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Skinny Sheep

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1 Skinny Sheep on Sun Dec 04, 2011 9:24 pm

Hillbilly

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My neighbour has 4 sheep that were given to him by a friend. Neither of us know anything about them, other than what to feed them. I think I know a bit more than him, which is still next to nothing.

One of the four, is quite thin in comparison. Not deathly starved looking, but definitely unhealthy skinny.
They have been wormed.

Her feces is not normal. It's more like an excited horse's.
Fibrous, and not really runny, but just clumping together enough to make a somewhat solid pile. No nuggets though.

It looks to me as though she is not processing her food properly.

I have an idea of what I would do, but what are the thoughts of those that actually know sheep?

I'm assuming they have a rumen like a goat? Could it not be functioning?

2 Re: Skinny Sheep on Sun Dec 04, 2011 9:59 pm

uno

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I know nothing about sheep as you are about to find out. Also, how the heck can you tell a sheep is skinny? Aren't they all puffed out with wool?

If I tell my vet I think my horse has teeth problems, the first thing he does is look at the poop. This made me think we had the 'special' vet. However, you can tell a lot about the dental state of your horse by looking at how well masticated the hay/roughage is. Now I know sheep have different dentition, only one set of teeth, not two? Could this be a tooth problem?

3 Re: Skinny Sheep on Sun Dec 04, 2011 10:14 pm

Hillbilly

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One thing I know, is goats process almost anything they will eat. Even seeds are digested. I'm thinking sheep are the same? Nothing gets through that system chewed up or not.
This is quite unlike horses.

4 Sheep on Mon Dec 05, 2011 12:29 am

tlc

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Alph alfa/grass mixed hay they need to eat 3-4% of their body weight per day roughly. You can feed some grains to but no more than 1lb per day per sheep.start small and increase slowly with grain though.

5 Re: Skinny Sheep on Mon Dec 05, 2011 6:08 am

Fowler

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Does he know the age? You can tell by the teeth.

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Older ewes can get skinny, especially if they have lost teeth.

6 Re: Skinny Sheep on Mon Dec 05, 2011 6:41 am

Hillbilly

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They're all just over two years old.

Its definitely not a food shortage. The other three look like they might need a date with Jenny Craig.

My guess is some sort of digestive tract issue.

7 Re: Skinny Sheep on Mon Dec 05, 2011 7:19 am

Fowler

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Not much comes up for skinny young sheep. If it's worms, he might have already fixed it.

Johne's disease causes weight loss and may cause diarrhea.

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8 Re: Skinny Sheep on Mon Dec 05, 2011 8:35 am

Hidden River

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Fowler wrote:Not much comes up for skinny young sheep. If it's worms, he might have already fixed it.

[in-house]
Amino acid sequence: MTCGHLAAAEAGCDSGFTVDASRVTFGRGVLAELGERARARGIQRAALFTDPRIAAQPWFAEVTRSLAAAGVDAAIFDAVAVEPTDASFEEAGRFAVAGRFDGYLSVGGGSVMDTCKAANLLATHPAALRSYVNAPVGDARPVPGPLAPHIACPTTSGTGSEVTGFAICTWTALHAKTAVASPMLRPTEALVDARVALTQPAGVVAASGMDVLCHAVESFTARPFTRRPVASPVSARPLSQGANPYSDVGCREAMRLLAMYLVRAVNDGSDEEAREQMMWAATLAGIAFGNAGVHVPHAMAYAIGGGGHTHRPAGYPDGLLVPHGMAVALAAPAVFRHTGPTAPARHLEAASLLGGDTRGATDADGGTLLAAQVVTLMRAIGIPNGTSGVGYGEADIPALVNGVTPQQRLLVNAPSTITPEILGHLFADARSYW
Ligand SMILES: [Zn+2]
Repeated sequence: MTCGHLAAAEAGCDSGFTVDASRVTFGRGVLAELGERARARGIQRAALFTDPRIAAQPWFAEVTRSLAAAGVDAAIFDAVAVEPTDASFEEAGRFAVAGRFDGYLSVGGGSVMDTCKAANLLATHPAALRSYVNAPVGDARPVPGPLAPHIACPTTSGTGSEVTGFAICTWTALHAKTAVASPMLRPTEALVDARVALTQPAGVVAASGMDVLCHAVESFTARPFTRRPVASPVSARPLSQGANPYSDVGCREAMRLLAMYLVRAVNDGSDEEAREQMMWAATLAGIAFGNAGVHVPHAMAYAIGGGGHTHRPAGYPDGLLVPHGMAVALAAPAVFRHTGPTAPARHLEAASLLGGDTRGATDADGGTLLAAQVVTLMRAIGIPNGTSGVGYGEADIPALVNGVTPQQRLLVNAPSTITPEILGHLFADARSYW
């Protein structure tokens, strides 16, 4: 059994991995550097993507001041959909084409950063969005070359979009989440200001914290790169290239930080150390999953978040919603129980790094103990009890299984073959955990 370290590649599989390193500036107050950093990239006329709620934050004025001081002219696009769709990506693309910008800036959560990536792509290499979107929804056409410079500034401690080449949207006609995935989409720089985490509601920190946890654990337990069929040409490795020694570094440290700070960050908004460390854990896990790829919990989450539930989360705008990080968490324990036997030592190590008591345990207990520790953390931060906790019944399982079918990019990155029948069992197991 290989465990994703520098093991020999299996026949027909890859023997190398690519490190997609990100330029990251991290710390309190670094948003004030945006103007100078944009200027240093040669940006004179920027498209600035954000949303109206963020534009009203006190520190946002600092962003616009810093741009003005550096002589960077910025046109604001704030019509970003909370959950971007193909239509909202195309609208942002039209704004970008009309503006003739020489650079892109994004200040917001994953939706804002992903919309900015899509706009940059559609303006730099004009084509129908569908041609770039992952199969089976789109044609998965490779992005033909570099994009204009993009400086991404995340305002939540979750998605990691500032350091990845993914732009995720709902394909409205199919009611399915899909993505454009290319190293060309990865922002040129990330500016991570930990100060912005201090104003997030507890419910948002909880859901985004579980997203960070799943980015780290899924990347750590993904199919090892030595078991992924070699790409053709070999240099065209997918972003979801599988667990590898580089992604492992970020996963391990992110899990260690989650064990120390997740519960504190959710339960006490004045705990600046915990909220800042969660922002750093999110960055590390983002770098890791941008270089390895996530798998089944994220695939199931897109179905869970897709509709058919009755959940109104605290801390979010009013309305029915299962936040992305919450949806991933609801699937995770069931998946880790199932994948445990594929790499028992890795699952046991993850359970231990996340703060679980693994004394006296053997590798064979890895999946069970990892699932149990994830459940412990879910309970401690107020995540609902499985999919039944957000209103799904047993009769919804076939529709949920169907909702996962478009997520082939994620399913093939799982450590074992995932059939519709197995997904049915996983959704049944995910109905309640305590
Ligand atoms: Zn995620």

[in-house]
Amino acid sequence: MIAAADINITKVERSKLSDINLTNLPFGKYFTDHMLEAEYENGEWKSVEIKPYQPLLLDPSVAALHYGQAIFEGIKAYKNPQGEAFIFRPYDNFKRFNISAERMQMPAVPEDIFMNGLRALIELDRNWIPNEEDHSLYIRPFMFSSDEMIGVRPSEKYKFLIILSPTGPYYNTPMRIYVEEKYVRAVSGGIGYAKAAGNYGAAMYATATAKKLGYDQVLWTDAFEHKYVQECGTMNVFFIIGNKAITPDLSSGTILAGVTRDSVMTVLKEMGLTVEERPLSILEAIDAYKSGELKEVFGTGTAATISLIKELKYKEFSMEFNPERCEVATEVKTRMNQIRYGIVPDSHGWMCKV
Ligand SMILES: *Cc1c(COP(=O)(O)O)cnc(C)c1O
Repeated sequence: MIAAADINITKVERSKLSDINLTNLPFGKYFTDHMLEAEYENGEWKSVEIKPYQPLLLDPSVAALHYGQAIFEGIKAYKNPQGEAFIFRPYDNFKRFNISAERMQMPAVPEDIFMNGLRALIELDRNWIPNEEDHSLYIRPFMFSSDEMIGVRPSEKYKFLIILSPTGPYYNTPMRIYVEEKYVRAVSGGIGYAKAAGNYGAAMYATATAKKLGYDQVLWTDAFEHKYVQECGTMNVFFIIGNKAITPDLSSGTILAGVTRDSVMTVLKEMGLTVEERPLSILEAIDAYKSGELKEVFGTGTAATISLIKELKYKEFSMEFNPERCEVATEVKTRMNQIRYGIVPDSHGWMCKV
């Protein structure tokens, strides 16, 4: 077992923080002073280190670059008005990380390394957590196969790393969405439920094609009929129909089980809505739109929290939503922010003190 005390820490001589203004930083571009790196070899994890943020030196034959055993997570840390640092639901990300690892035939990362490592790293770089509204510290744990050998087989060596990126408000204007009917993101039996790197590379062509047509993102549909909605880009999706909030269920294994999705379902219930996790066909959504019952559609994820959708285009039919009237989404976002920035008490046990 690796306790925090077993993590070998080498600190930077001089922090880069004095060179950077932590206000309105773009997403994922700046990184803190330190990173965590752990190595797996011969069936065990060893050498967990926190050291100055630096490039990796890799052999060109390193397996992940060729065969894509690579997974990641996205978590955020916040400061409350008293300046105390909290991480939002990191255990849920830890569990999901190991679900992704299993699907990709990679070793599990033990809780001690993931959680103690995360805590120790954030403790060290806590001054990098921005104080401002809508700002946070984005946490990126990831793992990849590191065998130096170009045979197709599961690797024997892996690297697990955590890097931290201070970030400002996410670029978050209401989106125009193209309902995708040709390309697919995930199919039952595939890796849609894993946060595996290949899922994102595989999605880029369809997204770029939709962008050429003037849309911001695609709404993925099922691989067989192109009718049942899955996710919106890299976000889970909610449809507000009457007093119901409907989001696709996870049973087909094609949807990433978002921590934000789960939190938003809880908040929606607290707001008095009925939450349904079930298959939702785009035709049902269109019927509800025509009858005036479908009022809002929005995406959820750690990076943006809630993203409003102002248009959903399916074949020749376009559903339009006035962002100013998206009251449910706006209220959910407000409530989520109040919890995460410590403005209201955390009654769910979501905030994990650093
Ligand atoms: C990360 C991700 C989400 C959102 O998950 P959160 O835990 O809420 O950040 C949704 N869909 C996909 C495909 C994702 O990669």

Johne's disease causes weight loss and may cause diarrhea.

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I was thinking this as well, johnes disease.

There is a paste we buy that is called Stockmans choice, we had a ewe that was in good condition but would always have the poo you describe. It was caused by an off balance in her rumen, she was like it since we bought her as a two year old. Finally tried this, it is just a probiotic and vitamin mix, and she does very well on it. We find over winter with the roughage she doesnt need it but come spring with the rich grasses she gets off balance again and so we give it to her once a month and she seems to have nice sheep poo pellets again.


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9 Re: Skinny Sheep on Mon Dec 05, 2011 11:43 am

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Last edited by HigginsRAT on Fri Nov 02, 2012 10:12 am; edited 1 time in total

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10 Re: Skinny Sheep on Mon Dec 05, 2011 7:23 pm

Hillbilly

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Thanks for all the info.

I am leaning towards the problematic rumen, which was my original thought. Neighbours friend has had sheep for many years, and had a few too many, so gave them to neighbour.
He said that one has always been thinner, so it might just need some help in the diet department. Heck if I know, but I will pass the info along, and probably end up being the one catching it (they are skittish as heck).

I will mention the Stockmans, and go from there, thanks.

11 Re: Skinny Sheep on Mon Dec 05, 2011 7:39 pm

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Protocols were always something to work towards, but too expensive and not very practical for me, I bought rams, including from Illena and other closed flocks, but rarely ewes, the animals you raise yourself always do better as they have developed immunities to whatever issues you have and are adjusted to their farm of origin's management and environment. I would strongly suggest culling the skinny ewe, she will likely always be a poor doer anyway and never pay her way, will pass it on to her offspring if she breeds, and moreover will suffer along the way.

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